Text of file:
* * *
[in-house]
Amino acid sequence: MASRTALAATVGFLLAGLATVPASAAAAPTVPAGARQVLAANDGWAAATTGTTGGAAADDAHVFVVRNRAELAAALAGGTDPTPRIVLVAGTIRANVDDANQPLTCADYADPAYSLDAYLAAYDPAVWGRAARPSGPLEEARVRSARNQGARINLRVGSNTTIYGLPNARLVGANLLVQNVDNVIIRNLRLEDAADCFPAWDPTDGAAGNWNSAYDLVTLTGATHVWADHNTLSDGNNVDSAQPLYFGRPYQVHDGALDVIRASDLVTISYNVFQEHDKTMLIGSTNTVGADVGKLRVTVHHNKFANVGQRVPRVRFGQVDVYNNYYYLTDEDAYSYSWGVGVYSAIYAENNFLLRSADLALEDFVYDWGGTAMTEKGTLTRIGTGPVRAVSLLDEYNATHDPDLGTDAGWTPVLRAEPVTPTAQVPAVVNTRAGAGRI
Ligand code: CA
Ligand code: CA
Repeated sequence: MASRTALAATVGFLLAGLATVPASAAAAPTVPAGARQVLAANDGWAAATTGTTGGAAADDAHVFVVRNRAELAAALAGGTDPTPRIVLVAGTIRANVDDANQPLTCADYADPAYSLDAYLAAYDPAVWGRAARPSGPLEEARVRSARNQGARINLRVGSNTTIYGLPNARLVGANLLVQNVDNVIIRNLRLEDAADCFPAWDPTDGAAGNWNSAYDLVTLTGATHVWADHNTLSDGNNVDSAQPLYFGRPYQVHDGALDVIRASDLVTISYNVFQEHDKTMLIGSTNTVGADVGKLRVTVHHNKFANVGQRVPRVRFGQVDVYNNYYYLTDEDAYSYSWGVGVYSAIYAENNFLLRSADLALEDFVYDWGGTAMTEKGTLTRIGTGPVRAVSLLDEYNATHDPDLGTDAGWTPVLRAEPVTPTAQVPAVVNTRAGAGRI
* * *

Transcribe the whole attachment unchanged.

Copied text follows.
[in-house]
Amino acid sequence: MASRTALAATVGFLLAGLATVPASAAAAPTVPAGARQVLAANDGWAAATTGTTGGAAADDAHVFVVRNRAELAAALAGGTDPTPRIVLVAGTIRANVDDANQPLTCADYADPAYSLDAYLAAYDPAVWGRAARPSGPLEEARVRSARNQGARINLRVGSNTTIYGLPNARLVGANLLVQNVDNVIIRNLRLEDAADCFPAWDPTDGAAGNWNSAYDLVTLTGATHVWADHNTLSDGNNVDSAQPLYFGRPYQVHDGALDVIRASDLVTISYNVFQEHDKTMLIGSTNTVGADVGKLRVTVHHNKFANVGQRVPRVRFGQVDVYNNYYYLTDEDAYSYSWGVGVYSAIYAENNFLLRSADLALEDFVYDWGGTAMTEKGTLTRIGTGPVRAVSLLDEYNATHDPDLGTDAGWTPVLRAEPVTPTAQVPAVVNTRAGAGRI
Ligand code: CA
Ligand code: CA
Repeated sequence: MASRTALAATVGFLLAGLATVPASAAAAPTVPAGARQVLAANDGWAAATTGTTGGAAADDAHVFVVRNRAELAAALAGGTDPTPRIVLVAGTIRANVDDANQPLTCADYADPAYSLDAYLAAYDPAVWGRAARPSGPLEEARVRSARNQGARINLRVGSNTTIYGLPNARLVGANLLVQNVDNVIIRNLRLEDAADCFPAWDPTDGAAGNWNSAYDLVTLTGATHVWADHNTLSDGNNVDSAQPLYFGRPYQVHDGALDVIRASDLVTISYNVFQEHDKTMLIGSTNTVGADVGKLRVTVHHNKFANVGQRVPRVRFGQVDVYNNYYYLTDEDAYSYSWGVGVYSAIYAENNFLLRSADLALEDFVYDWGGTAMTEKGTLTRIGTGPVRAVSLLDEYNATHDPDLGTDAGWTPVLRAEPVTPTAQVPAVVNTRAGAGRI